Streetscaping improvements along W. McMillan Street near completion

Significant progress has been made on the first-phase of streetscaping improvements throughout the Clifton Heights business district. Over the past two months work has been taking place along W. McMillan Street to rebuild sidewalks, crosswalks, curbs, and more. The projected $440,000 project will also include new street lamps, parking meters, trash cans, and street trees.

This stretch of W. McMillan Street had long been plagued by buckled sidewalks due to root invasion from the street trees there and water that subsequently collected. The rebuilt sidewalks not only feature safe and pleasant surfaces for pedestrians, but they also feature uniquely designed brick work at cross walk locations.

The improvement work has been championed by the Clifton Heights Urban Redevelopment Corporation (CHCURC) whose director, Matt Bourgeois, said that “the business community is very excited about the progress being made.”

Some of that progress has been quite noticeable including several facade improvement projects; business expansions and renovations by DuBois Bookstore, Plaza Artist Supplies, and Mac’s Pizza Pub; and the addition of several new businesses to the district.

The first phase of streetscaping improvements, nearing their expected completion in October 2010, were funded through the Cincinnati Neighborhood Business Districts United (CNBDU) and the City of Cincinnati. The later two phases will continue the streetscaping work throughout the district over the next two years depending on funding.

  • Jared

    Did they bury the power lines?

  • This is definitely good news. This district has long been a great NBD but always felt a bit run-down. This face lift will definitely go towards improving the image of the area. When are Calhoun and McMillan going two-way?

  • Jake Mecklenborg

    No, the utilities were not buried.

  • Ryan Lammi

    I wish they would have buried the power lines and used pavers throughout the sidewalk, not just at corners and crosswalks. I think the concrete looks poor already… Better than before, but they could have done much more for the street

  • Nice. Looks great in combination with the Hughes High School renovation.

  • Burying utilities would certainly be nice, but in most cases it is cost prohibitive. In a world of decreasing budgets and limited public resources you must make tough decisions, and unfortunately that has meant utilities don’t get buried during most of these projects.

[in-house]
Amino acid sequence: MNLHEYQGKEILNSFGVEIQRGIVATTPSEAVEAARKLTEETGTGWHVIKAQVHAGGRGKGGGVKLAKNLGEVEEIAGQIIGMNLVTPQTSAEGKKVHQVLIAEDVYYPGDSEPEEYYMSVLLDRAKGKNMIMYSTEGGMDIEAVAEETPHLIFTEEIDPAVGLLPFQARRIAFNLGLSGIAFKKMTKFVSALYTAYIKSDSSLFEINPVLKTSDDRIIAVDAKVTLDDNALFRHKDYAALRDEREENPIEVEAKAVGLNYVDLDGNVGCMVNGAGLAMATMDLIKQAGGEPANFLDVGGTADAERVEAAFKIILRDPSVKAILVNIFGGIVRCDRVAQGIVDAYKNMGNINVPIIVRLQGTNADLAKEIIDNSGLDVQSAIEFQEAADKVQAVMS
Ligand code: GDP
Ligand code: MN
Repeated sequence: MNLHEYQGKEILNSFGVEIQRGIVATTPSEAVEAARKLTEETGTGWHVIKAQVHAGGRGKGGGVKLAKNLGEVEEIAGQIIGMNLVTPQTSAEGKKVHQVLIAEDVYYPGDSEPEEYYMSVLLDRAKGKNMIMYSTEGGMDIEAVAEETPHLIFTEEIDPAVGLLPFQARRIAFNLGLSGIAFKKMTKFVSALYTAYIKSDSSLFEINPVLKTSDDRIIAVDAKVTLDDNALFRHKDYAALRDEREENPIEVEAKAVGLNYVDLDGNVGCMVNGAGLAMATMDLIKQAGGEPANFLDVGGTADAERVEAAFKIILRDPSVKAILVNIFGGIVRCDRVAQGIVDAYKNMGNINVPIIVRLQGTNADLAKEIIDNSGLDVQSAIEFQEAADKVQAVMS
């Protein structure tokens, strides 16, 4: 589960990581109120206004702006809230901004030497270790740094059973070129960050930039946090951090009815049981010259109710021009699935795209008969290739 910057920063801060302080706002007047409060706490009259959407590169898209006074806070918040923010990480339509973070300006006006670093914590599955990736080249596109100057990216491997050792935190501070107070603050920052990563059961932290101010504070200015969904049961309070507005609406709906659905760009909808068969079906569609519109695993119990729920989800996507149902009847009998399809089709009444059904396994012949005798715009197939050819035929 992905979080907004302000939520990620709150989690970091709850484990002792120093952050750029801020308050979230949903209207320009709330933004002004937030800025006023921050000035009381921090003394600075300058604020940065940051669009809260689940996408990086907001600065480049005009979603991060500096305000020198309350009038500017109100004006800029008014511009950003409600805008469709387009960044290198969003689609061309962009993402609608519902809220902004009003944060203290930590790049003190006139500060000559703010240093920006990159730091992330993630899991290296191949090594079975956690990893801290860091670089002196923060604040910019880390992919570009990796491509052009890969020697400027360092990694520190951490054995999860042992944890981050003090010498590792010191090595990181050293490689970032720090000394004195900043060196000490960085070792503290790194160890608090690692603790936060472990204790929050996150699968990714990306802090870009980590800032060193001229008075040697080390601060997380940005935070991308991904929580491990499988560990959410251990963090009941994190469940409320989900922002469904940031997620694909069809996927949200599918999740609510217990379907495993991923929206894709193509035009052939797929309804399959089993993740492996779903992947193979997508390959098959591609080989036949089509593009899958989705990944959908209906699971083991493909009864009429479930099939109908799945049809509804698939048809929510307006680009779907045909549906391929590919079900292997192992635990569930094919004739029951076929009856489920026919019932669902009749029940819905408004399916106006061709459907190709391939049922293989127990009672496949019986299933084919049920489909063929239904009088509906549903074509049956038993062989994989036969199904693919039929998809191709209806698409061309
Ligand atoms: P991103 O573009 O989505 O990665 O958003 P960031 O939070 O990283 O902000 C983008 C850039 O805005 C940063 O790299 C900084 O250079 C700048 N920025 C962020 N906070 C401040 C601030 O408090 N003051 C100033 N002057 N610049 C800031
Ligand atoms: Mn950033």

• Greg:

    McMillan and Calhoun probably won’t be going two-way for some time. When I most recently spoke with Vice Mayor Qualls she seemed to indicate that the discussion is first surrounding William Howard Taft Road near I-71. Discussions could move forward on these segments on their own, but I bet that won’t happen until the Uptown Commons development moves forward. I think that massive development will ultimately dictate a lot of that discussion.

  • Aaron

    I also wish they would have buried the utilities, I’m not that offended by utility lines in general, but there are literally thousands of feet of them up there, it kind of ruins the look of the street. Also does anyone know if they plan on planting new trees there? I heard they were, but I never saw a place where they would be planted. The old tress were so beautiful, especially in the spring when they would blossom with white flowers. I know they black the facades of the buildings, but most of those buildings aren’t very attractive anyways, though they have the potential to be so.

  • Yes, new street trees will be planted as stated in this story. The last I saw, their locations were covered up by plywood, but if you look closely enough you can tell that those are the locations for those trees once they arrive.

    The problem with the previous trees was the damage their root systems were causing to the sidewalks. The north side of the street had completely obliterated sidewalks that collected water and were not all that safe for pedestrians. The city would not remove street trees during a project like this…in fact in most streetscaping projects around the town the City is actually putting in additional street trees.

  • Aaron